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Noel

Kingsbridge - paint shop

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Posted (edited)

Training experiments continue for newbie to airbrush. Three more wagons with light weathering. Nothing like this BR brake van ran on CIE network, but I just like the look of it.

 

IMG_1397.jpg

 

IMG_1396.jpg

 

These were done last week - 6xLima vans, beat wagon, mineral wagon, 2xBachmann vans

IMG_1293.jpg

 

Not too happy with 3D printing results on the two new beat wagons by the platform. They just about survive the 'duck test' but I won't be assembling anymore.

IMG_1407.jpg

 

First time I sprayed railmatch primer which is a sort of yellow tint cream colour. Didn't like using it, prefer Halfords primer from can. The texture of the 3D surface didn't help. Mind you using Halfords is almost like setting off a fire extinguisher its so powerful. Need plenty of distance and rapid steady movement of can. These 3D prints were disappointing, especially the doors. Weathering pending on these. Ughhh! :)

IMG_1402.jpg

 

So far I have found three sources for corrugated open beat wagons, Leslie's Provincial Wagons kit, IFM's RTR, and these Valve Design 3D bodies which fit on Dapol 10ft chassis. I hope to complete Leslie's kit in the next week or so.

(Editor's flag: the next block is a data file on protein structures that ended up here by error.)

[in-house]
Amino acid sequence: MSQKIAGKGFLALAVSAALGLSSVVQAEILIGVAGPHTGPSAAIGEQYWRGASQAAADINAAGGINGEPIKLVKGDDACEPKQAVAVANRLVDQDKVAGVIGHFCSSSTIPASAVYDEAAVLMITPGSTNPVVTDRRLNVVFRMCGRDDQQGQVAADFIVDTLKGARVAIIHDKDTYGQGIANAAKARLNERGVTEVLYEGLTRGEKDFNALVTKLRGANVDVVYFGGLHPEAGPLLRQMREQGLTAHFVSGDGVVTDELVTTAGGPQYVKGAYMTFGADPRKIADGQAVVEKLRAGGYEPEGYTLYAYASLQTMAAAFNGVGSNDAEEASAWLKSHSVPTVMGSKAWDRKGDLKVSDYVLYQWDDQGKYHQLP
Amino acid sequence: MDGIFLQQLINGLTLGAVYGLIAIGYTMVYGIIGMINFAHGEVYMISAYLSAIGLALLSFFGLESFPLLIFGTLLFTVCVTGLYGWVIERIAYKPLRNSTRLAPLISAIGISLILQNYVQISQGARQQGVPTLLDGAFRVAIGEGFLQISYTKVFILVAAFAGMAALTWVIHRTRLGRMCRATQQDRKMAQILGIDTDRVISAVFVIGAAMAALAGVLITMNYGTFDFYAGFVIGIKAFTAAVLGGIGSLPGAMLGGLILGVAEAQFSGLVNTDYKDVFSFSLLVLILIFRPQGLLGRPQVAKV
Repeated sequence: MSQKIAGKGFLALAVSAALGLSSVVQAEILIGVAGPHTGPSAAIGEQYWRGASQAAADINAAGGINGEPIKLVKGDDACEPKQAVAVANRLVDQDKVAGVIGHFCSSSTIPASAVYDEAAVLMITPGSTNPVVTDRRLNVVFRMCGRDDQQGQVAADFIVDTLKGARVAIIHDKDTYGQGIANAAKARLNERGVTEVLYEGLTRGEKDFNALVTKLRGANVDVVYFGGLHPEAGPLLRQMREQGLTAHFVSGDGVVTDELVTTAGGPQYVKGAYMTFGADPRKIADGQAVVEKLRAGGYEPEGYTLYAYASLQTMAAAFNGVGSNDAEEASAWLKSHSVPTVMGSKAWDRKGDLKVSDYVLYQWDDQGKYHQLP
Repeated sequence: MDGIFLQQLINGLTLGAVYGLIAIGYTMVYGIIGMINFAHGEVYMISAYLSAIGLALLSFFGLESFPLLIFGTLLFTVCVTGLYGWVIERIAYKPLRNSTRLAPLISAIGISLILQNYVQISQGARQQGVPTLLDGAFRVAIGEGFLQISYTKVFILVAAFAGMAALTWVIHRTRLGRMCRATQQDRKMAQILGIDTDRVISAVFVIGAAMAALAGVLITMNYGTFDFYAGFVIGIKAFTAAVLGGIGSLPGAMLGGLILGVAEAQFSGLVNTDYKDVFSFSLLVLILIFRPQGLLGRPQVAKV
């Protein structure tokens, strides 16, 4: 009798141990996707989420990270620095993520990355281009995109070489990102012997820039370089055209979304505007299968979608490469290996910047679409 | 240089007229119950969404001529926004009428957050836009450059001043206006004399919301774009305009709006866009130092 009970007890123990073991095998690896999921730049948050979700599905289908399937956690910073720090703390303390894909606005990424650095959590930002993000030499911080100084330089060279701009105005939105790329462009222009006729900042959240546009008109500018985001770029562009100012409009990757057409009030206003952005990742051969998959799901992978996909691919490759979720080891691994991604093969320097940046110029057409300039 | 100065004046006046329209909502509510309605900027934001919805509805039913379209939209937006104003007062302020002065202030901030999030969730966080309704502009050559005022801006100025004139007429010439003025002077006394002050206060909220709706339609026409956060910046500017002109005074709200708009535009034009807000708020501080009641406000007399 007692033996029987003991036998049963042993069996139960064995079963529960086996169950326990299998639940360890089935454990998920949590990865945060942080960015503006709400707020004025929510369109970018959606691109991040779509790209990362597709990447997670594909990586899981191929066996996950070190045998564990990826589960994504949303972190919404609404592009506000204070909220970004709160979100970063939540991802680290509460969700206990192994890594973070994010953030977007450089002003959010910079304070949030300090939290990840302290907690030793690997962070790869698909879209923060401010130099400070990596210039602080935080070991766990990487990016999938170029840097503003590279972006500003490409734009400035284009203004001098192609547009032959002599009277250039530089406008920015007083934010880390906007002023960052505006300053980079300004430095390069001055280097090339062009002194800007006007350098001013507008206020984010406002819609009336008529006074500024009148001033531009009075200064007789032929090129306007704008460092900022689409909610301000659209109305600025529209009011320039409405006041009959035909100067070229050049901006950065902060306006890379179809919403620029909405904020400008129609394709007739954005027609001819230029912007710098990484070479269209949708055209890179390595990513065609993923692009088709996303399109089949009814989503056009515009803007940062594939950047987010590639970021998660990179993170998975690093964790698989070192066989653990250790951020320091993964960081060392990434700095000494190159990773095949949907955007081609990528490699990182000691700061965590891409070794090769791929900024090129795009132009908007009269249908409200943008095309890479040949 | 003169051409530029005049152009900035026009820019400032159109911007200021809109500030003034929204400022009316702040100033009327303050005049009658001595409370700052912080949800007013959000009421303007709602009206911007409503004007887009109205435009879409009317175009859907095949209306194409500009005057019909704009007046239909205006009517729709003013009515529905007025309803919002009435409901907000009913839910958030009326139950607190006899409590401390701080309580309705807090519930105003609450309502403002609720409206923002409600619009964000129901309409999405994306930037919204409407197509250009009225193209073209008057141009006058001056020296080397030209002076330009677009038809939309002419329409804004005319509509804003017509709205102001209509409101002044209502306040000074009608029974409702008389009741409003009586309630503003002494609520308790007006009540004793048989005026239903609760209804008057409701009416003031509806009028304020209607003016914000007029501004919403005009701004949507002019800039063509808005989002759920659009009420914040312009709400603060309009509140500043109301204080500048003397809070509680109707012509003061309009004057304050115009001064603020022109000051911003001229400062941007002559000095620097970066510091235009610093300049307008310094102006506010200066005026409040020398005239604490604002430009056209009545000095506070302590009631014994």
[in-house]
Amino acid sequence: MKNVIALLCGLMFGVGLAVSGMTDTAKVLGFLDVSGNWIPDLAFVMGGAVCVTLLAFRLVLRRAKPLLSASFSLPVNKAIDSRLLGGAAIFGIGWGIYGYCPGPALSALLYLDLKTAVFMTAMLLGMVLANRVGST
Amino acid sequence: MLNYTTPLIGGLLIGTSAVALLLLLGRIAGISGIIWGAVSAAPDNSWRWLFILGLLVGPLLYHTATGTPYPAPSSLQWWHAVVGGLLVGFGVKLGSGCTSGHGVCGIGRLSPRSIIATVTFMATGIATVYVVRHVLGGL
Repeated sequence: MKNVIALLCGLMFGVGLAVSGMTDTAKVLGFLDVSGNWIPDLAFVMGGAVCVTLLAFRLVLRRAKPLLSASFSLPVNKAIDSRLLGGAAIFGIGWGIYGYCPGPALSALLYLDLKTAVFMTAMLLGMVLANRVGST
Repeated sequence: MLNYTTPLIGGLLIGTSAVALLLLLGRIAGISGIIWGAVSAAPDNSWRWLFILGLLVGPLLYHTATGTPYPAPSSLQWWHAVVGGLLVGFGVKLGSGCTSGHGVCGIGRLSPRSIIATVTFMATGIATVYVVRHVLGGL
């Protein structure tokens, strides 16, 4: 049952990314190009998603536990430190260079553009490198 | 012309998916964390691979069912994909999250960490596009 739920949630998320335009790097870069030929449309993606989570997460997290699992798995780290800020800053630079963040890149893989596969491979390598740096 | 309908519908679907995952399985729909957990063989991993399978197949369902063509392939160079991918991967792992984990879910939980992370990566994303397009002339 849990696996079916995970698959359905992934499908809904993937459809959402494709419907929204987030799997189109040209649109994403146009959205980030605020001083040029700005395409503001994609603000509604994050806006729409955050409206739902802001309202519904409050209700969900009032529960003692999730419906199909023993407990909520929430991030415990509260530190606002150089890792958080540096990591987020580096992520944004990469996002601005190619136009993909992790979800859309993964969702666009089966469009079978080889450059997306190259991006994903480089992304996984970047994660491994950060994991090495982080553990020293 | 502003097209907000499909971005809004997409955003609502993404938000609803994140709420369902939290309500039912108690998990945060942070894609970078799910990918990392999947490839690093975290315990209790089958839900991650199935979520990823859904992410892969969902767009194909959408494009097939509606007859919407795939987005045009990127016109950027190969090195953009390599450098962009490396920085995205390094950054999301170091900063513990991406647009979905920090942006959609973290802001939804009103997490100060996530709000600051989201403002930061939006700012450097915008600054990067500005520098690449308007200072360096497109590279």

IMG_1405.jpg

 

Anyway have had loads of fun experimenting with airbrush, made tons of major boo-boos, and clogged it up a few times. But finally figuring out how to keep it flowing smoothly and hopefully finding different methods of applying the paint, learning about times between coats, how long to leave the brush before the nozzle starts to dry, tricks for clearing the brush without dismantling it completely, etc. There is so much to learn, but just doing it again and again making mistakes and retrying has been almost addictive.

 

First time I used the airbrush it took me nearly 25mins to clean it when finished, now down to a 3-5 mins. Discovered the hard way different acrylic paint manufacturers seem to need quite different levels of acrylic thinners, and work best with their own thinners. Tamiya acrylics seem to need very little thinners for airbrush, or it goes on too thin like water.

 

Next will be an attempt to respray some coaching stock in early CIE B&T livery. Masking!!!

Edited by Noel
Typo due lexdysia

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Air brushes need patience and practice - I still have to psyche myself up to get my one out and most of the time stick to automotive rattle spray cans. Seems to me that preparation and cleaning up time for an airbrush far exceed the actual time spent painting! However, there are things [like weathering] where nothing else works as well. I have an old loco body that I use for practising before I do any proper work.

A couple of good books on the subject are the definitive 'Art of Weathering' by Martin Welch and the more recent 'Handbook of Painting & Lining' by Ian Rathbone - both Wild Swann.

Just keep at it Noel - you already show a good sense of subtlety and that is half the battle.